Should you buy a starter home?
While, ultimately, only you can decide whether or not now is the right time for you to join the real estate market, here are a few signs that you might just be ready to take the jump into first-time homebuying:
You’re financially stable
Even though starter home values are lower, you should still have a stable income, a handle on your debt and credit rating, and some amount of savings to put towards a downpayment. Additionally, you feel comfortable with the idea of being able to handle a monthly mortgage payment, as well as any unforeseen maintenance expenses that could crop up.
You’re settled (for now)
Even though your starter home probably won’t end up being your forever home, it’s still much more permanent than simply signing a year-long lease. Before you get your heart set on buying, you should double-check to make sure that you feel comfortable maintaining your life- your job, social circle, and surrounding area - as-is for the foreseeable future.
...But not too settled
These days, people are starting their path to homeownership later in life. If you’re in a place where you’re almost ready to start a family and you have a decent income, it may make more sense for you to keep saving and skip the starter home in favor of a larger property that will allow you and your family to grow as needed.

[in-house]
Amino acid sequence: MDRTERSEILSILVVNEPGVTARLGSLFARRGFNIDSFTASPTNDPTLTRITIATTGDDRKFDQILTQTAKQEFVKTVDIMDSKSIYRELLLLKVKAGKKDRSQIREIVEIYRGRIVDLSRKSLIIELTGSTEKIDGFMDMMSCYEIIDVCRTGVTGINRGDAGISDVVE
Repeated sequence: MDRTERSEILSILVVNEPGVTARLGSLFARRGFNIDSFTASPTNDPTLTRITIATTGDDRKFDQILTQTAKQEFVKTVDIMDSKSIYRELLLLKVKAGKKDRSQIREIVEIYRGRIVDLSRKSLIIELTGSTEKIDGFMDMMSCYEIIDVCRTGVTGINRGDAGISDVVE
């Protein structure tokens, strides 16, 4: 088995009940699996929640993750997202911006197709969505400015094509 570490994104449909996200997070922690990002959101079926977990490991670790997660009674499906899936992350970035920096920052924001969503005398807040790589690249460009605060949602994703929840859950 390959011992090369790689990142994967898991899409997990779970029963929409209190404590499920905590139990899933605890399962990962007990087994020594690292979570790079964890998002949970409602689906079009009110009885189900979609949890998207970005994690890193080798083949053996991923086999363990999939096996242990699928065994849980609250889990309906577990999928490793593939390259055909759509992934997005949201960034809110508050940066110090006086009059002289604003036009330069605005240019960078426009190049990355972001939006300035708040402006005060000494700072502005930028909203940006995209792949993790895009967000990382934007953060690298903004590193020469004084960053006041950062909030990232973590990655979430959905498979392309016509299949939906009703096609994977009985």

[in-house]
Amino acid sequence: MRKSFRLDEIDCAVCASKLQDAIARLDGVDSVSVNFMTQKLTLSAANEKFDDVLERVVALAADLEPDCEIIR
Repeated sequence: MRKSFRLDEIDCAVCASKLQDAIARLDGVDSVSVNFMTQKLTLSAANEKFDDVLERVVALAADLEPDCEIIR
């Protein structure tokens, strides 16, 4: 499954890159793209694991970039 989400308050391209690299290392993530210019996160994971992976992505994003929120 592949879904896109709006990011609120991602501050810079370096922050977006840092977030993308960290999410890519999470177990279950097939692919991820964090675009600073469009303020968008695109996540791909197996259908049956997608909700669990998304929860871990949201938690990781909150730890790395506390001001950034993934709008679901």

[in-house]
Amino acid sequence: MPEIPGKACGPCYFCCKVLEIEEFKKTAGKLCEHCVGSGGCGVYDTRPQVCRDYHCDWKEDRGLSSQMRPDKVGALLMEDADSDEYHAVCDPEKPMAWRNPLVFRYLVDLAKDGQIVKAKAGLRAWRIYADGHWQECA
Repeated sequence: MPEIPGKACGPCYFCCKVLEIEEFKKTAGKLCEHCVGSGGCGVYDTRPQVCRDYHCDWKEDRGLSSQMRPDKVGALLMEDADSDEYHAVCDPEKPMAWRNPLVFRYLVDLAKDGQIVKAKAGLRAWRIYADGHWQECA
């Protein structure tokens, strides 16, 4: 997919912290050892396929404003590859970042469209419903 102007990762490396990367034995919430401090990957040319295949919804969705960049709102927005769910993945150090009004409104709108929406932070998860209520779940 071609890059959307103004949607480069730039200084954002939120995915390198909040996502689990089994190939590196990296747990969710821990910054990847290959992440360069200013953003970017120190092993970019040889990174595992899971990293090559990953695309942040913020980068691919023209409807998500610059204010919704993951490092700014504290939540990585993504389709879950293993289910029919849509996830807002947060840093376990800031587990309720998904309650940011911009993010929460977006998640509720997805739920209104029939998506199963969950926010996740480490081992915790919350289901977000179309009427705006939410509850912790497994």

You’re willing to compromise
Too often, buyers are surprised to find that their starter home budget isn’t nearly enough to get everything on their wishlist.
Homeownership, especially in the first-time home bracket, is bound to come with a certain degree of compromise. Ideally, when you’re ready to make a purchase, you’ll be able to focus on foundational details like the home’s location and square footage rather than aesthetics. Those surface projects can often be changed to your tastes over time as you settle in.
Mobility is a subject that comes up often in architectural circles around Austin. Understandably so, with Austin ranking in the top ten cities in the country for traffic congestion and commute times. For years the city has talked about possible solutions ranging from light rail, to subways to autonomous vehicles and even a sky tram over Lady Bird Lake. In a way open market capitalism has introduced several alternatives without being one broad solution; ride-sharing, carpool sharing, Car2Go, motorized scooters and bicycles have given the populus alternatives to dealing directly with traffic. And now Capital Metro, the governing agency for mass transit in Austin, has unveiled their latest idea - light rail coupled with autonomous buses. To read more about their plans check out the article in the Austin Business Journal.
Old Houses Made New is a new book that features amazing house transformations from around the world. The book is published through a Spanish publisher but it’s available in all the major retailers. Check the feature of our Clarksville Cottage designed by our E5A principal Richard Hughes.
Once the nation’s top reseller, today Sears announced it was considering filing for bankruptcy. How tragic is that? Sears has historically been a diverse and all-in-one company - they sell high quality products, from appliances to power tools and athletic equipment. Founded in 1892 by Richard Warren Sears and Alvah Curtis Roebuck, Sears has been iconic with American working class products for over 120 years.